- Assign one blog to each tribe. To do that, click the Assign Tribes button and follow the instructions.
- Start interacting and sharing posts of others in your tribes.
Getting Started in Your Tribe
After you have set up your blog, it is ready to feed into the stream of your tribe. But it won’t do that until your chief makes you a full member. Everyone begins as a follower.
Before you join a tribe, click the Members tab. See how many people have been promoted to members. The more that have been promoted, the more likely it is that the chief is active and approving people quickly. You can also see under the Conversations tab how quickly the Chief answers questions. I was approved within two days for full membership in five tribes. I’m awaiting approval in some others. At the end of each profile page you can see what tribes the member belongs to in case you want to check out some of those tribes. You will see my current tribes at the very end of my profile after all my blog posts.
If you demonstrate that you plan to be active by sharing the work of others, the chief may promote you to member status. Then your work will start feeding into the stream for other members of your tribe to see. You can speed up this process by making sure your profile looks good. Change the default cover profile cover photo and upload an avatar. Here’s my profile. Then comment in your tribe under the Conversations tab. Explain a bit what your blog is about, your interests, and anything else that might convince the chief you’d be an actively sharing member. What you write should be tailor-made for the tribe you joined. Pasting the same comment in a bunch of tribe pages won’t cut it. Each comment should be unique to that tribe. Here’s an example of what I wrote for my favorite tribe, A Thing of Beauty.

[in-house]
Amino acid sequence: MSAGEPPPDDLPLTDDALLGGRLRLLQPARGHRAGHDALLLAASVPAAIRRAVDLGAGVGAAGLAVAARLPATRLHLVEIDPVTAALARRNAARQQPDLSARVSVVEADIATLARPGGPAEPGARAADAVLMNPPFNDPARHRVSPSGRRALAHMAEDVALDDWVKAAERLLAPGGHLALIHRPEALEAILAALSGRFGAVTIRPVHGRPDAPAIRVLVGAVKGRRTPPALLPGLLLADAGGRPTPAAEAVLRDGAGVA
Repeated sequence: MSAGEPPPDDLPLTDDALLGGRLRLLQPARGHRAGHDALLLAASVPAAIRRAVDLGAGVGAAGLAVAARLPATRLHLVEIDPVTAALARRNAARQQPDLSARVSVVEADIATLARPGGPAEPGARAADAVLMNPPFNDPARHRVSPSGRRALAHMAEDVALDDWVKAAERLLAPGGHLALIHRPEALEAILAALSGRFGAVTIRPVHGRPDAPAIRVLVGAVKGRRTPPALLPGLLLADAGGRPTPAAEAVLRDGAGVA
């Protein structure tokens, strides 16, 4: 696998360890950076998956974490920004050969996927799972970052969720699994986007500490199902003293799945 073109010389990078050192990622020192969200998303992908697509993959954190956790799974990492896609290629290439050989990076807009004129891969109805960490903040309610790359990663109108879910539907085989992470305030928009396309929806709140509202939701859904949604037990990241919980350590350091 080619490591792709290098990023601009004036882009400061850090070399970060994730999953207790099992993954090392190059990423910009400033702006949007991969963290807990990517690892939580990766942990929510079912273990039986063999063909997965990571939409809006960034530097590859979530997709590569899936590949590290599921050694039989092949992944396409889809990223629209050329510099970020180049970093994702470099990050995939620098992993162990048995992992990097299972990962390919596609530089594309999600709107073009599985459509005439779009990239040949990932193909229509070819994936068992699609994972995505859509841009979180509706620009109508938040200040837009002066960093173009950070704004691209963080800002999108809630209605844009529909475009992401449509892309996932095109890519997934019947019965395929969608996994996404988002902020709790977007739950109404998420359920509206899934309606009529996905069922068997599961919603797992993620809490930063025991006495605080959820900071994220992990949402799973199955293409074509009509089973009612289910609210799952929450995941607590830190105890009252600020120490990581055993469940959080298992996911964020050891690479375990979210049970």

I write daily about photos I take around my local area on the Central Coast of California. My special interests are the vineyards, the river, native plants and trees, gardens, and local art. I look for anything beautiful or unusual. I’d love to be a full member here.
The chief there is very active and helpful. She will also explain why if she doesn’t promote you to member.
I hope I’ve given you an idea of what you need to do to get started at Triberr. If you have questions, feel free to put them in the comments. If you are a member of Triberr, feel free to link to your Triberr profile in the comments. If you aren’t a member and you believe your blog is worthy of a wider audience and just needs to be discovered, join Triberr and see if it does for you what it’s doing for me. If you join a tribe and it isn’t a good fit for you, it’s easy to leave it by clicking leave next to your name on the member list.